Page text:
Pope Francis warns against commercialising athletes

Pope Francis is presented a gift by Thomas Bach, president of the International Olympic Committee, in the Clementine hall at the Vatican  on 23 November. Pope Francis played basketball in his youth and still follows his local Buenos Aires football team

Related Stories

Pope Francis has warned that the commercialisation of sport may undermine its spiritual values.

The Pope told Olympic leaders that looking for profit and victory at all costs risked reducing athletes "to mere trading material".

"Sport is harmony, but if money and success prevail as the aim, this harmony crumbles," Pope Francis said.

Pope Francis, who was elected in March, has struck a different tone to his predecessor on a range of issues.

He said recently the Church was too focused on preaching about abortion, gay people and contraception.

And he made headlines when he said it was not up to him to pass judgement on the sexual orientation of clergy.

Start Quote

When sport is considered only in economic terms and consequently for victory at every cost, it risks reducing athletes to mere trading material from whom profits are extracted”

End Quote Pope Francis

Pope Francis played basketball as a young man and is a keen supporter of his local San Lorenzo football club in Buenos Aires, says the BBC's David Willey in Rome.

The Pope had two days of meetings with leaders of the world of sport. He met Sepp Blatter, the head of the International Football Federation, Fifa, and International Olympic Committee President Thomas Bach.

He has also been talking about the spiritual values of team games with the rugby squads of Italy and Argentina - ahead of their encounter in Rome, our correspondent says.

"Rugby is like life because we are all heading for a goal. we need to run together and pass the ball from hand to hand until we get to it," Pope Francis told the rugby players.

Addressing the delegates of the European Olympic Committees at the Vatican on Saturday, the Pope said: "When sport is considered only in economic terms and consequently for victory at every cost, it risks reducing athletes to mere trading material from whom profits are extracted.''

Mr Bach presented the Pope with the Olympic Order in Gold, telling him: "You truly understand the joy in human spirit that sport can bring but just as much the deeper values that it can nurture."

Mr Blatter gave the Pope a special Latin edition of the Fifa magazine.

Pope Francis Pope Francis has struck a different tone to his predecessor on a range of issues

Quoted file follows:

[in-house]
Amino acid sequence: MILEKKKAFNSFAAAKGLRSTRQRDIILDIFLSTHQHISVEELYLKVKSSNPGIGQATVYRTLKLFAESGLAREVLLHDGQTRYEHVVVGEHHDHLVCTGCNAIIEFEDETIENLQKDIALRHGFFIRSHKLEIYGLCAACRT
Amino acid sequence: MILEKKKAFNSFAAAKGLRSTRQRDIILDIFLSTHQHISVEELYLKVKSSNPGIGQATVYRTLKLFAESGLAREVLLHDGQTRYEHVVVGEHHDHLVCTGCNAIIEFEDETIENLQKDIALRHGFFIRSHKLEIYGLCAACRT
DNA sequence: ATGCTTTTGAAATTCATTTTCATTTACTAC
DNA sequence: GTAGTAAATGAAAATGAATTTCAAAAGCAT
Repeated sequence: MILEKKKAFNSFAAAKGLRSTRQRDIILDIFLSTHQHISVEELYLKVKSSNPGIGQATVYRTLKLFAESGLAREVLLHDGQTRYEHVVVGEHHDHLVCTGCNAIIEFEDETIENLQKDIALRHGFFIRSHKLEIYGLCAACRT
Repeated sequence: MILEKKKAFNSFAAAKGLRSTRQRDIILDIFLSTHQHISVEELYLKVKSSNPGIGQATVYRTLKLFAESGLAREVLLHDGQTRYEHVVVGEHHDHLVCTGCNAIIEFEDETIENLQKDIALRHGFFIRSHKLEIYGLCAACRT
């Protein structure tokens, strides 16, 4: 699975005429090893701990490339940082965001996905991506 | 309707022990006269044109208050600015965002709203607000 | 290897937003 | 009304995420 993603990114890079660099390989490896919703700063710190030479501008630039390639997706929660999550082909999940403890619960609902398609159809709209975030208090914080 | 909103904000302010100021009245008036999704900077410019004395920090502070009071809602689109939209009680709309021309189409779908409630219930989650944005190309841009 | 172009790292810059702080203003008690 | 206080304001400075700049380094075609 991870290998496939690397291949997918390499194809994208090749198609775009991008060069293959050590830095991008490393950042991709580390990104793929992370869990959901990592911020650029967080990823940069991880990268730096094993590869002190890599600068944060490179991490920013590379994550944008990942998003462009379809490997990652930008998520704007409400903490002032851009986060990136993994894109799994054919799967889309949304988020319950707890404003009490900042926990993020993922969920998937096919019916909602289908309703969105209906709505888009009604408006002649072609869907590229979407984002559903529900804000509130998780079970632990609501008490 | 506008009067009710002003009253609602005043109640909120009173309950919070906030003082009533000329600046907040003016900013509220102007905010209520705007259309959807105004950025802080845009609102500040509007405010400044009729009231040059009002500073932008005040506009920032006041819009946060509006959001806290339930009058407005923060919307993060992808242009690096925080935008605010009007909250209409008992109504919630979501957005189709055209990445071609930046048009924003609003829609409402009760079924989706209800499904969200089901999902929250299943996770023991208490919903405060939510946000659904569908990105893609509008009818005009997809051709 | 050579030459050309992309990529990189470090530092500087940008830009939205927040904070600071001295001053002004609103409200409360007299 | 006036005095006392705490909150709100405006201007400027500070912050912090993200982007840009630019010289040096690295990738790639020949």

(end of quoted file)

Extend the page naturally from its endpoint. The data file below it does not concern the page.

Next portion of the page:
More on This Story

Related Stories


This entry is now closed for comments

Jump to comments pagination
  • rate this

    Comment number 145.

    What a outdated and out of touch opinion

    Money is everything and it has helped showcase sport to millions. With no money sport will die. Imagine the world with no sport

    I am a devout christian but this is a joke

  • rate this

    Comment number 133.

    In order to excel at something you have to spend a lot of time doing it, so you have to get paid. Teams/ sponsors pay more to get the best.

    Without money what have you got?

    A pub football team, a banger race, village cricket or local ruby team? All good for the community but not something I want to watch on TV. Sorry mate but money is a fact of life.

  • rate this

    Comment number 16.

    Top athletes earn thousands now and yet they are still, laughingly, referred to as "amateur".

    All sport is going the same way as football now, and as long as people are prepared to pay to watch it then money will always rule.

    It's no longer about who can run,jump or throw, it's all about money and the Pope had better get used to it.

  • rate this

    Comment number 6.

    Big money ruins everything. Sport is no exception.


More Europe stories


Features & Analysis

  • Dr Mahinder Watsa Dr Sex

    The wisecracking 90-year-old whose advice column is a cult hit

  • Payton McKinnonLeft behind

    Why do so many children die in hot cars?

  • USA fanSoccer punch

    Has the US finally fallen in love with the beautiful game? BBC Sport

  • Cooling towers at the Temelin nuclear power station, Czech Republic, 2011Nuclear links

    The EU's dependence on Russian-designed power plants

Elsewhere on the BBC

  • Kyoto.Falling for Kyoto

    Acclaimed writer Pico Iyer describes an enchanting first stroll through the city


  • (File photo) Usain BoltClick Watch

    Challenging the world's fastest man to a virtual race over 40m – can you keep up?

BBC © 2014 The BBC is not responsible for the content of external sites. Read more.

This page is best viewed in an up-to-date web browser with style sheets (CSS) enabled. While you will be able to view the content of this page in your current browser, you will not be able to get the full visual experience. Please consider upgrading your browser software or enabling style sheets (CSS) if you are able to do so.